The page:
Student parents in the southern border town of Valga, protested the local government's proposal to get rid of their Russian-language secondary school and put Estonian and Russian-speaking students together in a new school.
"It has a long tradition – my parents, [grandparents], uncles and aunts all attended this school,“ said 11th grader Armand Teever.
Outside of Tartu, the town of Valga, with a sizable Russian-speaking population, has the only remaining Russian-curriculum high school in southern Estonia.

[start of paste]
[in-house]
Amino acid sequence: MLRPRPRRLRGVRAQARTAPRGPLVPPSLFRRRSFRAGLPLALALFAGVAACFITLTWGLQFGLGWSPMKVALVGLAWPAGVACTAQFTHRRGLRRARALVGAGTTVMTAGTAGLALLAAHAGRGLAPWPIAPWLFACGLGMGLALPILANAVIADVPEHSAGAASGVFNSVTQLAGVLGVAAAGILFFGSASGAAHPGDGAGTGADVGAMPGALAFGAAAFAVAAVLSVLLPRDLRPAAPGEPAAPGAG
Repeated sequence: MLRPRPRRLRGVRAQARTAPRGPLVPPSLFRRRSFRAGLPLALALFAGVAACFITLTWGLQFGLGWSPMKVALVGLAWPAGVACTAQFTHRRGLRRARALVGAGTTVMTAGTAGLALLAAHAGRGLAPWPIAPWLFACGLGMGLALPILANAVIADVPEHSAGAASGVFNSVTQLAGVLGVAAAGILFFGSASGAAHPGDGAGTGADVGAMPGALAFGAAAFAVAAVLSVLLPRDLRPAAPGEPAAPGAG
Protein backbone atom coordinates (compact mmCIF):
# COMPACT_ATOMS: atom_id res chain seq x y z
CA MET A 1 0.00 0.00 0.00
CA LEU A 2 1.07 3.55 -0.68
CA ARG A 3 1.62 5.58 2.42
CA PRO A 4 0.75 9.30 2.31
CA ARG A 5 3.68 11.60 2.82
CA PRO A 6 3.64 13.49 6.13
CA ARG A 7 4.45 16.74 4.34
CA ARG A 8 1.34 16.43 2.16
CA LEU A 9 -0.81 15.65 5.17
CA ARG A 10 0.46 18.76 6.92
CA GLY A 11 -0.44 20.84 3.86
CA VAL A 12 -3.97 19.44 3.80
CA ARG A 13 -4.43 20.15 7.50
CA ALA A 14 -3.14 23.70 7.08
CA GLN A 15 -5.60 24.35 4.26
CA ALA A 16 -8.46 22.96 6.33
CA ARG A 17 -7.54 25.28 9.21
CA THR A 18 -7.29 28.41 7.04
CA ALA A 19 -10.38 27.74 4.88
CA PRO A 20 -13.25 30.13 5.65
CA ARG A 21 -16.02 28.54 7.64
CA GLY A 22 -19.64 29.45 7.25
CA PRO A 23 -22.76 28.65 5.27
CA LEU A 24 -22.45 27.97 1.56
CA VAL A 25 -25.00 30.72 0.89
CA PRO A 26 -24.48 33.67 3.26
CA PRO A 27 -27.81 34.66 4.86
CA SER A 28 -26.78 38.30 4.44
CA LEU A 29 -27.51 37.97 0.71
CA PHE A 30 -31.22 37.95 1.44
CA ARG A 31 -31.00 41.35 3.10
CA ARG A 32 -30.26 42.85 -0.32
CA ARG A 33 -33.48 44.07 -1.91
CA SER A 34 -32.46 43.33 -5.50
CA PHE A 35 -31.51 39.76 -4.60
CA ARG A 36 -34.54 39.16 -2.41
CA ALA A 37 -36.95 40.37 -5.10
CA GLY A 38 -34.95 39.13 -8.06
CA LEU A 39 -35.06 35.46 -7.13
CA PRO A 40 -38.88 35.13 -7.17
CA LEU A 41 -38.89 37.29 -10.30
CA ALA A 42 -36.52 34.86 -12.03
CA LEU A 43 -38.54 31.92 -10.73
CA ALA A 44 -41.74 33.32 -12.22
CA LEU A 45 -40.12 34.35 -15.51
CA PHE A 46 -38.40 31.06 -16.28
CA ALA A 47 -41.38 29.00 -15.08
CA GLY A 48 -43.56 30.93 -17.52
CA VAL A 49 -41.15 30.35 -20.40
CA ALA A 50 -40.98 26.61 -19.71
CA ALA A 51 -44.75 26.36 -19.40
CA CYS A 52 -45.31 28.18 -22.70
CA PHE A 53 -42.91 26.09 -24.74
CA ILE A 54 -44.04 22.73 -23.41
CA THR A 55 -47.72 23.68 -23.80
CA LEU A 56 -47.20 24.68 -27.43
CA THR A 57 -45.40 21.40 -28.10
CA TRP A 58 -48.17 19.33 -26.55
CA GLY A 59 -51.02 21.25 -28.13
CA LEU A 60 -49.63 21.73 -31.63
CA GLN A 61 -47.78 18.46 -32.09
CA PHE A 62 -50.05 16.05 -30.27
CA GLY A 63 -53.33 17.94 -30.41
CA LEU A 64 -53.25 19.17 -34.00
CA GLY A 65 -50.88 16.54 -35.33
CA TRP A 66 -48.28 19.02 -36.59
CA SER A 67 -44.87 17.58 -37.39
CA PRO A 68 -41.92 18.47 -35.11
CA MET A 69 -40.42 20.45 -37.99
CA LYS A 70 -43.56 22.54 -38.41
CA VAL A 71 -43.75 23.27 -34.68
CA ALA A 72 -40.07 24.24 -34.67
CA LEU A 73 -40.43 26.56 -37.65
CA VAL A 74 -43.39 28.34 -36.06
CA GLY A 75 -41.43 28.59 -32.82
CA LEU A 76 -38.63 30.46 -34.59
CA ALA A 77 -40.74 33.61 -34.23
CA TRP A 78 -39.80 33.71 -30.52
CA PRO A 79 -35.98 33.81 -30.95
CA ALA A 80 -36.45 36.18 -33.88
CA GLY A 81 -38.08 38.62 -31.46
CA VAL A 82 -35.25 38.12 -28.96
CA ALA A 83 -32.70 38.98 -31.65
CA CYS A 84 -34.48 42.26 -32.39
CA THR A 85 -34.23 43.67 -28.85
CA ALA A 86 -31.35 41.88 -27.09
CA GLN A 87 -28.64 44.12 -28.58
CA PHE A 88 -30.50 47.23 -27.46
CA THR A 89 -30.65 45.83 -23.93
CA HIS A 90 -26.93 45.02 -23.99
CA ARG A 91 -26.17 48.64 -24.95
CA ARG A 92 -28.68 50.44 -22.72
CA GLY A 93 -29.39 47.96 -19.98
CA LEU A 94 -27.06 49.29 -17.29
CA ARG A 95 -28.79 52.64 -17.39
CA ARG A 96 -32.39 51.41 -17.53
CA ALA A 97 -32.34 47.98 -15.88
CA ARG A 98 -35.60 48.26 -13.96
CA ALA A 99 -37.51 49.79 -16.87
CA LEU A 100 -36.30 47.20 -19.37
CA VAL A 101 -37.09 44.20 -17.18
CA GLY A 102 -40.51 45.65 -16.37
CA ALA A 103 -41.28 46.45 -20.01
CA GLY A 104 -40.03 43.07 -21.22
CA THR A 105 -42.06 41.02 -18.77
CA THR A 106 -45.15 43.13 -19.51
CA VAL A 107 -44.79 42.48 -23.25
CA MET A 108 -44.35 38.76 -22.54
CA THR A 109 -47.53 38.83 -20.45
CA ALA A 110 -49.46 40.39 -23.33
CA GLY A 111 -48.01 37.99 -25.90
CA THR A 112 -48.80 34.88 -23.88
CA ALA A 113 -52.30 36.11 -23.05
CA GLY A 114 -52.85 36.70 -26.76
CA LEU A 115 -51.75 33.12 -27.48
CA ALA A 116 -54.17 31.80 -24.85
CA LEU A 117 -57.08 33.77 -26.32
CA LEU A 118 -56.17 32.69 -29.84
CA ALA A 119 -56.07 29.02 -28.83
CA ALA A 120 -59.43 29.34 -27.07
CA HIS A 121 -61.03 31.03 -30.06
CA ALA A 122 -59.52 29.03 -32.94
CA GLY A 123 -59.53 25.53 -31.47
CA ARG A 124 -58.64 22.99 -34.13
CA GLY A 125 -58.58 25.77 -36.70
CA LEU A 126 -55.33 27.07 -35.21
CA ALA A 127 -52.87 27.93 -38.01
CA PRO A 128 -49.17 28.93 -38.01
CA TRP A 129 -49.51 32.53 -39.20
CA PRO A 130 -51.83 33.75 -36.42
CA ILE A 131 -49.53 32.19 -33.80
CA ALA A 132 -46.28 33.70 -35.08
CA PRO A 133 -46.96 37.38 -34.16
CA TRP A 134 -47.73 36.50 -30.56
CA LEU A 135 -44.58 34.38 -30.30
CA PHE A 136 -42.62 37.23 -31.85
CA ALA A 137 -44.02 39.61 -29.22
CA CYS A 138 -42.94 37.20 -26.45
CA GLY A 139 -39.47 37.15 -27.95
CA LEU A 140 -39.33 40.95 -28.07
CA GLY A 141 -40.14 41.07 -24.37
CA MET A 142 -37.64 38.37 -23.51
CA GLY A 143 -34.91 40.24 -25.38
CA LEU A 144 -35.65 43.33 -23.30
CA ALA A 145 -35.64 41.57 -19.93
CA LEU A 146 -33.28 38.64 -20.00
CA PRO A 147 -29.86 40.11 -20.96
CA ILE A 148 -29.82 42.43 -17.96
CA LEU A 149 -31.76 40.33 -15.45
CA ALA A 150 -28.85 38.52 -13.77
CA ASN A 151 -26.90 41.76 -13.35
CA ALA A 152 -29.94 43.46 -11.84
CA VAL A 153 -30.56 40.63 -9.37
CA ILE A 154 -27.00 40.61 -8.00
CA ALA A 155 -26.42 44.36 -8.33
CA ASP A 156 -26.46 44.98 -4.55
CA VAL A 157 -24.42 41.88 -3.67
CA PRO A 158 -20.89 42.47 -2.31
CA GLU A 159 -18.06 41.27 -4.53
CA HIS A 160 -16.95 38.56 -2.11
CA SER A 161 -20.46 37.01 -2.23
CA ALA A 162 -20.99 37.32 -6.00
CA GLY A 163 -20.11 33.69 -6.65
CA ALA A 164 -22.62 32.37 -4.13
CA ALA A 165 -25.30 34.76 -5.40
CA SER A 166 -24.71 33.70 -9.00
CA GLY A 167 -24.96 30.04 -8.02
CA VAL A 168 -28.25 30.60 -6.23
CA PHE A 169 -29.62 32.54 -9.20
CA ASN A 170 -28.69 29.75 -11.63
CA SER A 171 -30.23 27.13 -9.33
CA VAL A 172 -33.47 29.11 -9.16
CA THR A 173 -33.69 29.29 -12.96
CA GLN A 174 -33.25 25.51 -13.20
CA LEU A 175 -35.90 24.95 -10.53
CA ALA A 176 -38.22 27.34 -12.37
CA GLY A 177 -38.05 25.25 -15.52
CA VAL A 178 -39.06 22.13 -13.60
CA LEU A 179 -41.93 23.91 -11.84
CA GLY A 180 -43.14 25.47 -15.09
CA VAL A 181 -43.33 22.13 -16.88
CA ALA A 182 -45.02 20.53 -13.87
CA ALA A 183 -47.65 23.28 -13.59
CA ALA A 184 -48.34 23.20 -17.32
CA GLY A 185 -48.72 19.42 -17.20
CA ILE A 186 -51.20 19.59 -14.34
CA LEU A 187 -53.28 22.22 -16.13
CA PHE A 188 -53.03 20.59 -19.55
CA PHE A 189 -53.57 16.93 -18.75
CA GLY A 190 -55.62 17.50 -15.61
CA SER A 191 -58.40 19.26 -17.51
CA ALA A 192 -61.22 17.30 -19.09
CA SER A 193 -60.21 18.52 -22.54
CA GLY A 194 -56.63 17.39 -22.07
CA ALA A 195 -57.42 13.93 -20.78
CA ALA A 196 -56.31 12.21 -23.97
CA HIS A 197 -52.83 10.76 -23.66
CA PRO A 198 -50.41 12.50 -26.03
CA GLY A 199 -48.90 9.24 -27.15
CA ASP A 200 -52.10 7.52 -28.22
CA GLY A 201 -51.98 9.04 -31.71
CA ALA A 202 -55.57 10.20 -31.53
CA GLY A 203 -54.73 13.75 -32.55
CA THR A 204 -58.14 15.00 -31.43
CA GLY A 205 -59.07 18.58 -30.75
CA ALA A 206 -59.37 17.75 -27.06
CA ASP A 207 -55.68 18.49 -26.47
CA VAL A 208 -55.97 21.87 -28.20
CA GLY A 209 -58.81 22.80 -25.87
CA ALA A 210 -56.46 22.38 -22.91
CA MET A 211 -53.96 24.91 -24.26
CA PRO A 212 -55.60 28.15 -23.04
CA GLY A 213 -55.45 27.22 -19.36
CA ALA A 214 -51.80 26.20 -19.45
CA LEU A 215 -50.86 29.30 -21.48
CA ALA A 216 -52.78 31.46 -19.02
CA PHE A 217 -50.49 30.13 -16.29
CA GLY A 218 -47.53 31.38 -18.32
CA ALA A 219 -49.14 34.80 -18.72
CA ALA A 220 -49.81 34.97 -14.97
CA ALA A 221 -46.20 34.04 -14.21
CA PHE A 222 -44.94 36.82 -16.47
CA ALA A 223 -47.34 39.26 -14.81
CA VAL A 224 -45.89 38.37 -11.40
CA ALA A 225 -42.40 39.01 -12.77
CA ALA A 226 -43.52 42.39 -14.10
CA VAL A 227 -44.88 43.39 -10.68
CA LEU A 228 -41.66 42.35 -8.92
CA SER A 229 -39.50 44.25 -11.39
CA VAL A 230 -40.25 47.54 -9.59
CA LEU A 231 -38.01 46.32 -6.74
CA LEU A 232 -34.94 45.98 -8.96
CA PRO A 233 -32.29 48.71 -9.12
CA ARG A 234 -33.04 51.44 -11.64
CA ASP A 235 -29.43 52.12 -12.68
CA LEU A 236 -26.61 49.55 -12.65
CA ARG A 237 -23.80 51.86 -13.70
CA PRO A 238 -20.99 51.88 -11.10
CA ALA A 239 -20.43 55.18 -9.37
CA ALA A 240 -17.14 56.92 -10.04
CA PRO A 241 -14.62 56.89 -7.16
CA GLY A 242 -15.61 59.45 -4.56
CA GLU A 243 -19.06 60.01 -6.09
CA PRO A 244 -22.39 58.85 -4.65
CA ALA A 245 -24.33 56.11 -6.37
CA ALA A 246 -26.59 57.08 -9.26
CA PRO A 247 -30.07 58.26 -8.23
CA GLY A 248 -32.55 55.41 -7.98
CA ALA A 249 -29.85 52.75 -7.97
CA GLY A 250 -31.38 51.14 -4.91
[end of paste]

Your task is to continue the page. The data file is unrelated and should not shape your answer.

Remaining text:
Valga town council chairwoman Külliki Siilak said the local government will give up its plan to bring Estonian and Russian-speaking students under one roof if protests continue.
A legacy of Soviet times, Estonia has traditionally had separate high school curricula catering to Estonian and Russian-speaking cultures. Next year, Russian-curriculum secondary schools are required to teach 60 percent of their material in Estonian, a reform that has met with mixed reaction.
Parents of students in the Russian-language school in Valga are against the mandate. Estonia has 52 Russian-language high schools.